The common feeling that many people have now is that PSN has to be the most secure online entertainment network now.  Taking almost one month to rebuild and fortify their security has to mean something, doesn’t it?

May 062011

In a trifecta of updates on the PlayStation Blog, Sony gives us new information on where they are at and what they are doing for their customers.  The first update, Patrick Seybold tells us they have been working around the clock to restore service and the new and improved PSN is in the final stages, being internally tested.  Still, no time line is given, so it’s anyone’s guess at this point.  I wouldn’t be surprised if we don’t see it back up until next week.

In the second update, Seybold describes the free year of credit monitoring Sony will offer to their US customers.  They claim to be working out the details for customers in other regions.  Basically, in the near future all PSN users will receive an email giving them details on how to sign up for their complimentary credit monitoring, which includes $1 million insurance policy for identity theft.  This was one of the important things I felt Sony should have offered, and they’ve followed that through, so I’m starting to warm back up to them ever-so-slightly.

In the third and last update from last night, we hear from Sir Howard Stringer, CEO of Sony.  He tries to answer the main question everyone is asking which is why it took so long to let their customers know:

As soon as we discovered the potential scope of the intrusion, we shut down the PlayStation Network and Qriocity services and hired some of the best technical experts in the field to determine what happened. I wish we could have gotten the answers we needed sooner, but forensic analysis is a complex, time-consuming process. Hackers, after all, do their best to cover their tracks, and it took some time for our experts to find those tracks and begin to identify what personal information had — or had not — been taken.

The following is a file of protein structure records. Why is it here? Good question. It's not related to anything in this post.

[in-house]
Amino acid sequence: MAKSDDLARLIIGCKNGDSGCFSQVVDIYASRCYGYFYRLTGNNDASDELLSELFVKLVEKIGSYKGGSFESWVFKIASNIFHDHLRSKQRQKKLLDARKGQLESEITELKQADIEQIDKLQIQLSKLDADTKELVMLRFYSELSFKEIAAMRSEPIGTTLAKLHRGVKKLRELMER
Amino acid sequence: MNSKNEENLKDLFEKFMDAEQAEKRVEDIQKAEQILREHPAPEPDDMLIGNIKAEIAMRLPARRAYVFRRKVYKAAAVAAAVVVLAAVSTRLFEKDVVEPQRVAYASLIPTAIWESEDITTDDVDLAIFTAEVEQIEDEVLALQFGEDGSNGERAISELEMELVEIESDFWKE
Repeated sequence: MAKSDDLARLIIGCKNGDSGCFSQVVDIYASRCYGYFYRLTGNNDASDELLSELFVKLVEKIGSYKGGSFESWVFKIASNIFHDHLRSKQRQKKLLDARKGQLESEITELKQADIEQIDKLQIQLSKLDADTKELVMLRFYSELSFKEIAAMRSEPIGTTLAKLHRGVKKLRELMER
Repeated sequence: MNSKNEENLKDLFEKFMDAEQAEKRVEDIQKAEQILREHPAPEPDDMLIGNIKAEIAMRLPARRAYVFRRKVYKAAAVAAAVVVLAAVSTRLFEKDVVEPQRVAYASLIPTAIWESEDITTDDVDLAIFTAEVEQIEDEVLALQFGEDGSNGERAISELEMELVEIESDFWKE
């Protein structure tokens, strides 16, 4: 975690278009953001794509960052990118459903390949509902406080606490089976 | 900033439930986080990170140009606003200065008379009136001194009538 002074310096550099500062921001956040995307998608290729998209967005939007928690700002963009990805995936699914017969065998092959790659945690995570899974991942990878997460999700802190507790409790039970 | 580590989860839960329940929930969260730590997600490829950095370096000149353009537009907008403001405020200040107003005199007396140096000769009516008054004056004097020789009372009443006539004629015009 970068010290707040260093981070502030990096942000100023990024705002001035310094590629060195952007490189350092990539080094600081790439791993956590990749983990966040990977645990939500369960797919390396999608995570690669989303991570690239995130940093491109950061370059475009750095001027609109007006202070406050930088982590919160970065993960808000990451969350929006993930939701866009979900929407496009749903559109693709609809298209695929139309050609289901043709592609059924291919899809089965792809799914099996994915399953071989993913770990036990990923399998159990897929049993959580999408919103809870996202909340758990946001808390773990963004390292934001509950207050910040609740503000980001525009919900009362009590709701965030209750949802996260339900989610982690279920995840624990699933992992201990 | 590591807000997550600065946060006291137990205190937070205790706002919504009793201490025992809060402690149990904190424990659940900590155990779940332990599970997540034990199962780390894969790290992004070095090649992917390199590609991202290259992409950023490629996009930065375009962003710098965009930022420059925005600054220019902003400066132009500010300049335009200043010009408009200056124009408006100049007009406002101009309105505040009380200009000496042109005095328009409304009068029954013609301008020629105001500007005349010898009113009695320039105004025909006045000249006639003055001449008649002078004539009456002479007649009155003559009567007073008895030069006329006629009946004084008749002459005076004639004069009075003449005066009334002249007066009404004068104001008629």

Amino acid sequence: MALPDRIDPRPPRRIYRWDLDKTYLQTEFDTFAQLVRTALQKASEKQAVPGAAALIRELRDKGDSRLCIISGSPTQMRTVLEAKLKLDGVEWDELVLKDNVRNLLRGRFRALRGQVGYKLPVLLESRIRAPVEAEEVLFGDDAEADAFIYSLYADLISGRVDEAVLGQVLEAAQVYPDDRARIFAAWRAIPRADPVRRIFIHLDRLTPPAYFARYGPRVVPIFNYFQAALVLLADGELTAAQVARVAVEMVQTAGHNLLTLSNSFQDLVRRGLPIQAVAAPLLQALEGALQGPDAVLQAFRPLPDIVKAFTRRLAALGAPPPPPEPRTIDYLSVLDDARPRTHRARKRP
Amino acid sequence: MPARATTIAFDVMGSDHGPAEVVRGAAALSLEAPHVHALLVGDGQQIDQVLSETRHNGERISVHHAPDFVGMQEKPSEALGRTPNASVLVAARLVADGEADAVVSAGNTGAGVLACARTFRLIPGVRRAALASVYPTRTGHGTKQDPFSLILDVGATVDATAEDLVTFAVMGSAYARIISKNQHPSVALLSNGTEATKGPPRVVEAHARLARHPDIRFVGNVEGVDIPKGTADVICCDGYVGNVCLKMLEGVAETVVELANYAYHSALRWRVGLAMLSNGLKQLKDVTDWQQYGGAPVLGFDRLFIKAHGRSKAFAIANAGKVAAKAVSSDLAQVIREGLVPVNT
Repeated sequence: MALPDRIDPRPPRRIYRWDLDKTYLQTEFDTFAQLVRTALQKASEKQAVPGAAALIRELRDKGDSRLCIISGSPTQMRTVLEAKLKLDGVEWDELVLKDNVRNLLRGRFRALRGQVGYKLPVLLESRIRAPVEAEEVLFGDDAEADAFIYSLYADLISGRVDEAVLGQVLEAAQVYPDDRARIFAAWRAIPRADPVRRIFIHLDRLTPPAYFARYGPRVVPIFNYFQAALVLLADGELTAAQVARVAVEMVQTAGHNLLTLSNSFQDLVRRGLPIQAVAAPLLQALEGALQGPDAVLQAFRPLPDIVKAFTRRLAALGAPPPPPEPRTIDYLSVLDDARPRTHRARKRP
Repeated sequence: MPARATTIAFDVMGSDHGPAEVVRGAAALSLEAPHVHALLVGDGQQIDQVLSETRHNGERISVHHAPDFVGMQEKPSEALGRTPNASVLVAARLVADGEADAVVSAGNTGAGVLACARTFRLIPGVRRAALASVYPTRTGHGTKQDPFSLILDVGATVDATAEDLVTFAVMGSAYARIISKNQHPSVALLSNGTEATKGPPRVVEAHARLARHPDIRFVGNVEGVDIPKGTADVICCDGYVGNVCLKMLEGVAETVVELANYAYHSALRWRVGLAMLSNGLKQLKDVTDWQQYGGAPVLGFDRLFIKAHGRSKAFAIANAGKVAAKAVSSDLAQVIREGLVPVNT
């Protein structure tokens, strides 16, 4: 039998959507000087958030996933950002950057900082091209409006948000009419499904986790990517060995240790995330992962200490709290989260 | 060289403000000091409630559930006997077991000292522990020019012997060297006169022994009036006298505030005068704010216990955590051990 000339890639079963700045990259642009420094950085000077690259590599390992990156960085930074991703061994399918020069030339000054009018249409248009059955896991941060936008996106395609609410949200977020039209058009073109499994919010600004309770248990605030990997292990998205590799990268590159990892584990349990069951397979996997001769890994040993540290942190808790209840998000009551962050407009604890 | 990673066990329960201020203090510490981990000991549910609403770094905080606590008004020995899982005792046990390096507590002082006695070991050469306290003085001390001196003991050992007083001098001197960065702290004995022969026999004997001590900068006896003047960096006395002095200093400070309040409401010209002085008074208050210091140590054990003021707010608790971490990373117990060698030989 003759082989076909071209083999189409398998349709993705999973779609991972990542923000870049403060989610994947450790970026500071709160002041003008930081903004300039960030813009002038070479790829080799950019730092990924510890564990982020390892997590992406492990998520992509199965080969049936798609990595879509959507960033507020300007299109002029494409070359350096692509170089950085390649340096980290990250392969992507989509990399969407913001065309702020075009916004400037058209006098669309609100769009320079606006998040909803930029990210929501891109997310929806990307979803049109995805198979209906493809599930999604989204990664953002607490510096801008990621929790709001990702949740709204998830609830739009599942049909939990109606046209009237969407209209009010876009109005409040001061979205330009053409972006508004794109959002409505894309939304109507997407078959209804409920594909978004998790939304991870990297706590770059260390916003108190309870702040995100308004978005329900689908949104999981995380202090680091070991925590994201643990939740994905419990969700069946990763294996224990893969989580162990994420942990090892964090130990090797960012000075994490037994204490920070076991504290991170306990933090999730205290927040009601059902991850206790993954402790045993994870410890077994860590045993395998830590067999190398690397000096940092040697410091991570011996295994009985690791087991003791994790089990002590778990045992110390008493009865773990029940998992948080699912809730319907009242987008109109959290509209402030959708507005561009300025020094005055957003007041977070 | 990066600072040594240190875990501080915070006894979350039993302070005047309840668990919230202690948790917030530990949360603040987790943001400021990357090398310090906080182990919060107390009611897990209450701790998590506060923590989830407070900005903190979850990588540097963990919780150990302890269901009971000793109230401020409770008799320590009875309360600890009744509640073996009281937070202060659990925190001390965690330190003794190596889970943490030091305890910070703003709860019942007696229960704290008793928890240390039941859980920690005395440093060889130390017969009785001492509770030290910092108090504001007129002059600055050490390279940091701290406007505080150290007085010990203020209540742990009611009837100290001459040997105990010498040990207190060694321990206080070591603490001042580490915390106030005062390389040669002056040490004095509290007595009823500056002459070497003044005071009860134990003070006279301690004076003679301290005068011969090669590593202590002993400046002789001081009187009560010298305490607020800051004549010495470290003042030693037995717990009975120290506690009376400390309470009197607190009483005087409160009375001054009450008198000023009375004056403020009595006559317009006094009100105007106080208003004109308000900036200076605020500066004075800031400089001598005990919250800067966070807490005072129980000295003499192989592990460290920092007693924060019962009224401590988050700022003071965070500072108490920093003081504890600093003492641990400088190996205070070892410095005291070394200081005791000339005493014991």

Fair enough, although it would have been nice to see them be proactive, like LastPass has done.  He does not acknowledge the information that indicates Sony was an easy target due to unpatched software and poorly designed network security.  I would have liked a little mea culpa there and less of playing an innocent victim, but maybe I’m just bitter.

Still unknown is what free content Sony will make available when everything is back up and running.  Also, still no mention of being able to erase your personal data from Sony’s databases if you so choose.  Right now, I feel that Sony is about halfway there in doing everything they should do to start to win back customer confidence.  Since everything is still a work in progress, I will reserve final judgement until then.

May 012011

A quick follow-up on Funkmaster’s post from Thursday: On 4/30, Sony released more details about restoring PSN and attempting to woo back customers.

Not everything is set in stone, but it’s worth looking at the press release/blog post. Sony is promising a “Welcome Back” program that includes the following features:

  • Each territory will be offering selected PlayStation entertainment content for free download. Specific details of this content will be announced in each region soon.
  • All existing PlayStation Network customers will be provided with 30 days free membership in the PlayStation Plus premium service. Current members of PlayStation Plus will receive 30 days free service.
  • Music Unlimited powered by Qriocity subscribers (in countries where the service is available) will receive 30 days free service.

The company also promises “additional “Welcome Back” entertainment and service offerings” to be rolled out in the coming weeks.

Is that enough for you – a free month of PlayStation Plus and a free PSN game? It’s hard to get excited about the free content that’s promised, because Microsoft set a precedent of mediocrity in this regard several years ago; I’m not holding my breath about the quality of this newest round of freebies. I’m also pretty uninterested in a free month of PlayStation Plus, since Sony never sold me (or many people) on the value of this service in the first place. I appreciate the general direction implied by the name “Welcome Back”, and these moves are nice gestures, but they don’t feel that relevant to me personally.